Strange occurrences abound, stranger friends and relatives dive in to help out (or not), and Meg copes with everything with her usual humor and competence.  Not even a horde of LARPers and the Rancid Dreads, a truly awful rock band, can get her down.

I’m so glad I got to review this book.  Despite other glowing reviews, I’d avoided the series because I have a thing about overbearing families.  I hate seeing a heroine pushed around. Boy, was I wrong.  Meg’s wildly eccentric family is a delight–to read about, anyway, and seeing Meg deal with their antics is enormously entertaining.  I rushed to the library for Murder with Peacocks and devoured it.  I’m just about done with We’ll Always Have Parrots now, and I have the next two right by my comfy-chair, ready to go.  Thank you, Donna Andrews, for writing such cheerful, funny, fascinating books.

I highly recommend Lord of the Wings.

Reviewed by Marilyn Nulman, September 2015.

Book Reviews: The Blood Whisperer by Zoe Sharp and Drowning Barbie by Frederick Ramsay

The Blood WhispererThe Blood Whisperer
Zoe Sharp
Murderati Ink, August, 2013
ISBN:  978-1-909-34432-7
Trade Paperback

Kelly Jacks is the eponymous protagonist in what promises to be a new series by Zoe Sharp.  I wondered to myself, ‘blood whisperer’?  Is that anything like a ‘horse whisperer?’  Well, yes, it is, actually. Kelly is, as the author puts it, “someone who seemed to be able to coax evidence out of the most unpromising of scenes.”  Now 40 years old, the former CSI now works for McCarron Specialist Cleaning Services, the services in question being performed at crime scenes after they are released by the police.  She’s gone from being the first on the scene for nearly 10 years as a CSI, to being the last. The crime scene Kelly is working as the book opens is one where a woman’s body has been found in her bathtub, an apparent suicide.  But Kelly has her doubts.  And those doubts open up a world of threats, hurt and violence as others try to stop her from pursuing them.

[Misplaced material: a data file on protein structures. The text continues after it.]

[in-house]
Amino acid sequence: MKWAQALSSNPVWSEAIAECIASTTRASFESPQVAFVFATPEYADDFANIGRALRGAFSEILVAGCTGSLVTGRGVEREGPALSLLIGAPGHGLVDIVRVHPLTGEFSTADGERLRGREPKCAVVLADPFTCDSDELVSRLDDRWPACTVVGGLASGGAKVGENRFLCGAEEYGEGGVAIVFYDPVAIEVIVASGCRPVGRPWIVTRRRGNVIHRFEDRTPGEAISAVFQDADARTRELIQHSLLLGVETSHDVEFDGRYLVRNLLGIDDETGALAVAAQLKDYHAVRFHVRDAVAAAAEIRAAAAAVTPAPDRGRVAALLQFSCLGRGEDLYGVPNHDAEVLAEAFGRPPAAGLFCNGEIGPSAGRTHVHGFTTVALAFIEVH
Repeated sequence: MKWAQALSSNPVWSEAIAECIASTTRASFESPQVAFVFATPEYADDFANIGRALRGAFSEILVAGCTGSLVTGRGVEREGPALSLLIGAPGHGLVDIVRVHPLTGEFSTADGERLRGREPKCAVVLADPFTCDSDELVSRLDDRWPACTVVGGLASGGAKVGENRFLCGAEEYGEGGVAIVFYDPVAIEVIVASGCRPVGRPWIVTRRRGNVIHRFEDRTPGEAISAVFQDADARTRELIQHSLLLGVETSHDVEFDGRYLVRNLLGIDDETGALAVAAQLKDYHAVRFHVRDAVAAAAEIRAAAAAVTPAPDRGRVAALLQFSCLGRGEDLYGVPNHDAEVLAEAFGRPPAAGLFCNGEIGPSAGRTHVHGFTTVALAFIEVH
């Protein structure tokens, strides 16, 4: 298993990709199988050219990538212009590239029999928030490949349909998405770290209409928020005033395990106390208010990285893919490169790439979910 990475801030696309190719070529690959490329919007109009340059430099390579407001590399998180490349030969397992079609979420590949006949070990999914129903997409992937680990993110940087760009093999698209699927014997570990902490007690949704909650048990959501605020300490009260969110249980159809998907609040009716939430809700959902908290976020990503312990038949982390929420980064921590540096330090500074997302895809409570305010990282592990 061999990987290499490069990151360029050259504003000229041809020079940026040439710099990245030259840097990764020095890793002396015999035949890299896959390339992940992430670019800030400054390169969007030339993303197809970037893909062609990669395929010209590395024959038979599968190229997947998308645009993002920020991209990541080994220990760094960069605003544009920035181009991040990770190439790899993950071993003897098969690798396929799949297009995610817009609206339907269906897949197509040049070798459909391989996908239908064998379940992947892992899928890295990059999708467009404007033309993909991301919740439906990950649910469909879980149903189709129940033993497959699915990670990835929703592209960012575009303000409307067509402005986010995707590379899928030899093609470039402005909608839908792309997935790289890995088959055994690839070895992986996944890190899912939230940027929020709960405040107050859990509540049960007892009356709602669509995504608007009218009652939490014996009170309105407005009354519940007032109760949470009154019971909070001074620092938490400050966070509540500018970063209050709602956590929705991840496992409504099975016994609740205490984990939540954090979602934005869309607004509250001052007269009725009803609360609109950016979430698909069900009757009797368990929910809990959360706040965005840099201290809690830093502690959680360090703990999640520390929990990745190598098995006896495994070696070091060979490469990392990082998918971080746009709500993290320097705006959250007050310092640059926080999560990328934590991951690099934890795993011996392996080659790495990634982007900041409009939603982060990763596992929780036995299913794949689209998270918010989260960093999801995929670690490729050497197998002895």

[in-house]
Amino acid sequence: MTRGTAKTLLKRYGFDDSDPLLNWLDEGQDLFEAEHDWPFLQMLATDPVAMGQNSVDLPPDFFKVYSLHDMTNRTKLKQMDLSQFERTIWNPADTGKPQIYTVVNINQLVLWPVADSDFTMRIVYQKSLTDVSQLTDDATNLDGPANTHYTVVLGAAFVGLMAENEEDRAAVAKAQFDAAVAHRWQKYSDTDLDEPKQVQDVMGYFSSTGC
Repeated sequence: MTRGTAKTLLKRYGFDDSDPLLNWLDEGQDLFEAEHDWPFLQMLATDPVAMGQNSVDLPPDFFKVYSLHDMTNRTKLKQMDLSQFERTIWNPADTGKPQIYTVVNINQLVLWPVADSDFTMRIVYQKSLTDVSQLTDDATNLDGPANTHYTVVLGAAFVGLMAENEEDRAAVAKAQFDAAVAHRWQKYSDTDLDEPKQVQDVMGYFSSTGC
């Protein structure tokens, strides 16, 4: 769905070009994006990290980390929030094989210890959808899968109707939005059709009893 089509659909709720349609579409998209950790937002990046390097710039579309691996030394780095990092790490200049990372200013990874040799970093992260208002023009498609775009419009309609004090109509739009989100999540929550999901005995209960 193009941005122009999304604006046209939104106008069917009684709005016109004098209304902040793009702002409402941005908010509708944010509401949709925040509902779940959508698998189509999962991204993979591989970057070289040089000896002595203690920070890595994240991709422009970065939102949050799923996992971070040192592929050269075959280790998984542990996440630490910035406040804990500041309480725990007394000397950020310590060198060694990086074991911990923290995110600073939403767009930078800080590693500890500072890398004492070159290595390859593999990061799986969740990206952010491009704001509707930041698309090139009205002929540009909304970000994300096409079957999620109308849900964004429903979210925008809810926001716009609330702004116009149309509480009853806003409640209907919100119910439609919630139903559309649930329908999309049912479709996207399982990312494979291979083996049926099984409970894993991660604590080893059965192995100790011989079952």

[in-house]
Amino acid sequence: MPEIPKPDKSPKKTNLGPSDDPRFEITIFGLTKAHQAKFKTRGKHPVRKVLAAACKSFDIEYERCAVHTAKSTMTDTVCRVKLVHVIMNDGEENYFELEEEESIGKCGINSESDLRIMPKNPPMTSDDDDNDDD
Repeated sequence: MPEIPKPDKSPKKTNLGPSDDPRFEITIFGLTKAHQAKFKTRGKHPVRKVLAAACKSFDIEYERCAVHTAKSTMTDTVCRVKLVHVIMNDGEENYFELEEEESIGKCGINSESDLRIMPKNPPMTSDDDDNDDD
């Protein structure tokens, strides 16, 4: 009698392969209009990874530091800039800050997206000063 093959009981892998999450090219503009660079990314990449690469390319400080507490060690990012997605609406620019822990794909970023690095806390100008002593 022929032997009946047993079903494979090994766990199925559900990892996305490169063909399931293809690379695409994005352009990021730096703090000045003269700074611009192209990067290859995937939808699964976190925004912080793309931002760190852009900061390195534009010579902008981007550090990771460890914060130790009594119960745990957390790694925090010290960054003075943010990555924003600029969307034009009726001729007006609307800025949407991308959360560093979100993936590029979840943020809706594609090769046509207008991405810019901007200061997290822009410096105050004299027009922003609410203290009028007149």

After the wonderful Charlie Fox series, including ten novels, a short story collection and a novella, the author has managed to create another strong female lead with an intriguing background:  Kelly started her new job upon her release from five years of incarceration after having been found guilty of involuntary manslaughter, still proclaiming her innocence.

Ms. Sharp has produced a complex plot which includes Russian gangsters and the top tiers of English horse-racing, with steadily increasing suspense and a sense of calamity to come as the book races to its conclusion, neither the protagonists nor the reader knowing how it will end, but bracing for the worst: they’ve already seen the brutality of which their foes are capable and suspect that something far wore is still to come.  There is an unexpected twist near the end, and another one I certainly never saw coming after that!

This is a thoroughly enjoyable novel.  I particularly loved the author’s descriptions of, among other things, the English weather, e.g., “The rain had peered out into indifference leaving behind dirty grey clouds like a sulk.”  As with all Ms. Sharp’s earlier books, this one too is recommended.

Reviewed by Gloria Feit, November 2013.

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Drowning BarbieDrowning Barbie
An Ike Schwartz Mystery
Frederick Ramsay
Poisoned Pen Press, February 2014
ISBN: 9781464202148
Hardcover

Ike Schwartz is an ex-CIA operative who has gone to ground and become a sheriff in a small community in Virginia’s Shenandoah Valley. Picketsville is an unremarkable town except for its inhabitants, carefully and enjoyably described by the author. This being the tenth in the series, one might wonder how the town attracts so many really nasty people.